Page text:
Tips for TEotWaWKI Winter Survival
OK, before the first wise guy comments, I know winter is nearly over. I had considered writing this article in November, but I realized that it’s too late at that point to prepare. You need to start now if you want to be ready for the next winter.
These are some basic steps to help you make it through the cold, dark months:
- Plan for the long haul. Assume you’re going to be isolated, without chance of resupply, for at least 6 months. Sure, this may be more than enough even for the Canadians, but you shouldn’t count on a normal winter pattern. Make sure you have enough food, water, heating supplies, sheltering material and entertainment (don’t forget about mental health). Even if you over plan, you have left over stuff. That’s certainly better than the alternative.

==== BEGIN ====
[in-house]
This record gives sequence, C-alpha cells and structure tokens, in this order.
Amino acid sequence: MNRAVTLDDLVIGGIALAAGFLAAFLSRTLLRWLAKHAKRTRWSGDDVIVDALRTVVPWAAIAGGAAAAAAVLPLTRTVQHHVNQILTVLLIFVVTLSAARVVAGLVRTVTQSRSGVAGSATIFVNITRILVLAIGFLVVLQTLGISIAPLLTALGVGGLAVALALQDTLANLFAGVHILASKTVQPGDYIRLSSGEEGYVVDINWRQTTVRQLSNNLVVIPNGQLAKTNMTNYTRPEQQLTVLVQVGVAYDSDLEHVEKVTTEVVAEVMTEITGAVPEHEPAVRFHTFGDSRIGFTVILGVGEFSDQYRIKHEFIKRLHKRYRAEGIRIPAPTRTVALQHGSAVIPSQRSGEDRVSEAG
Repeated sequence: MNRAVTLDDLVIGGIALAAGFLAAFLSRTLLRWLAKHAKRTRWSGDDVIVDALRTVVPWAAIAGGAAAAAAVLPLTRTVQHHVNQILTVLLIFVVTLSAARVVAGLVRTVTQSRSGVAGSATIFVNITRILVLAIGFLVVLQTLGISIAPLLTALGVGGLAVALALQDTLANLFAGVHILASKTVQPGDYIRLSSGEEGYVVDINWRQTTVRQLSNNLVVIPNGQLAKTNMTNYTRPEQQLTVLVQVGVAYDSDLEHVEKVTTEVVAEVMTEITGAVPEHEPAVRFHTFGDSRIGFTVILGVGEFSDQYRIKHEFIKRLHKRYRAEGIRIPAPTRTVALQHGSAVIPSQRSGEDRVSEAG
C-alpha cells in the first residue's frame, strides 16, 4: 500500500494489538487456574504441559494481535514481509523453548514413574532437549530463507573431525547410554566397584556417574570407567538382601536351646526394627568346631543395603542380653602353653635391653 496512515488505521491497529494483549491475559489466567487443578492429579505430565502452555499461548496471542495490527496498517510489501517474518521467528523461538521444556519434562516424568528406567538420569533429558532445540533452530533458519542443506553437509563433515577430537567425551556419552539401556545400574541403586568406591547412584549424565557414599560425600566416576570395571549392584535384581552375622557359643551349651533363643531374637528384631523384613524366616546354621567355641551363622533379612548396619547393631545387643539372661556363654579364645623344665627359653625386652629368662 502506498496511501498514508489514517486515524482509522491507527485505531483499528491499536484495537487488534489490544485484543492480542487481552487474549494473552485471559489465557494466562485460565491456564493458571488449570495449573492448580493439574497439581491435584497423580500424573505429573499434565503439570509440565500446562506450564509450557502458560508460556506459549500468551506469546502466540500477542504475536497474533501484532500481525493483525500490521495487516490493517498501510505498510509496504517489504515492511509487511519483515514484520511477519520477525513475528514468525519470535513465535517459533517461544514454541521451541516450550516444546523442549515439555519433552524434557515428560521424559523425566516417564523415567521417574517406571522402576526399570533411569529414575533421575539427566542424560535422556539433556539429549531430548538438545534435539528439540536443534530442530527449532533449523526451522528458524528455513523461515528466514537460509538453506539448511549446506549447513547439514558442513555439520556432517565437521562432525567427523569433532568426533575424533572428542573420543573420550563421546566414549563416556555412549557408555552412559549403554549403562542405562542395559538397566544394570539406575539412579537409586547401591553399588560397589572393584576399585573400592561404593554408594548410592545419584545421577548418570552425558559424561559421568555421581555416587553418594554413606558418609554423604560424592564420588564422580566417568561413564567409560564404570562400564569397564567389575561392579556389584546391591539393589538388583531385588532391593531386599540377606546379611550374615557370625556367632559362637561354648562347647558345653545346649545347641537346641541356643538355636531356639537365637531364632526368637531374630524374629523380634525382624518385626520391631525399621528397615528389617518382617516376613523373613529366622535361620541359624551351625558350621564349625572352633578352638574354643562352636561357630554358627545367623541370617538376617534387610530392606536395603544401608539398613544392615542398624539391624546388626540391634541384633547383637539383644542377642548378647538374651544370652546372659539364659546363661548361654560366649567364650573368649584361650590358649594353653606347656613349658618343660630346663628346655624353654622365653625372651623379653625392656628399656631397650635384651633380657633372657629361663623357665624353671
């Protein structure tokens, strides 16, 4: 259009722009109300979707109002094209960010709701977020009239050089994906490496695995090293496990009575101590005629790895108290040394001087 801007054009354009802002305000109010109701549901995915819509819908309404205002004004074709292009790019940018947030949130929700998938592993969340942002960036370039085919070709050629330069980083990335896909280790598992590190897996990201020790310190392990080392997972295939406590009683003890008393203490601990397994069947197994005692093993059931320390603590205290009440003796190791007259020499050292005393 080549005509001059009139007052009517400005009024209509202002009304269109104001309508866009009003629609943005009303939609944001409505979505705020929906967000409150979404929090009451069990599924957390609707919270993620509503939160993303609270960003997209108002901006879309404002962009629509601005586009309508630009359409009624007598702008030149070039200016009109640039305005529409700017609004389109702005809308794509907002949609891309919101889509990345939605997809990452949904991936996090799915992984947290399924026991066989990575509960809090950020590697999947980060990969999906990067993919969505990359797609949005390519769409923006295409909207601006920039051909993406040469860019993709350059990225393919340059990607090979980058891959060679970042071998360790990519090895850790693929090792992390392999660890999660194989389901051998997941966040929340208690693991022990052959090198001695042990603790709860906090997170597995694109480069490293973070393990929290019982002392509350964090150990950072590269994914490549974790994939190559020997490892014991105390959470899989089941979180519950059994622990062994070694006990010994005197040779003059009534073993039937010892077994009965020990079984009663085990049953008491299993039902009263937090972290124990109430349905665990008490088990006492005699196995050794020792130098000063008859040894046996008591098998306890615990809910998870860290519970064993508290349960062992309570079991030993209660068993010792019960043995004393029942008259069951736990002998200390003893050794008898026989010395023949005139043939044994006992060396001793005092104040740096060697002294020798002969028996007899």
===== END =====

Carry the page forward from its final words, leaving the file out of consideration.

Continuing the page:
- Establish more than one location. That effort you did up in step 1, repeat it at least once more. The last thing you want is to be forced to abandon your shelter in the middle of sub-zero temperatures with no other place to go. This is a very real possibility: You could be attacked by others or maybe you just got careless and burnt your house down. Having the option may save you from risking your life unnecessarily.
- Do not reveal your presence. Smoke discipline is a year-round skill you probably have already mastered. Snow tracking, though, can trip you up. Try your hardest not to leave any tracks in the snow around your shelter. I realize that this might not always be possible. Judicious use of hedges can hide your trails in such cases. If that doesn’t work, then go to the other extreme. Leave tracks all over to make it appear that large numbers of folks frequent the area.
There is no guarantee when it comes to winter. The meteorological gods may be against you such that no planning would suffice. However, if you think it through ahead of time, you can increase your odds.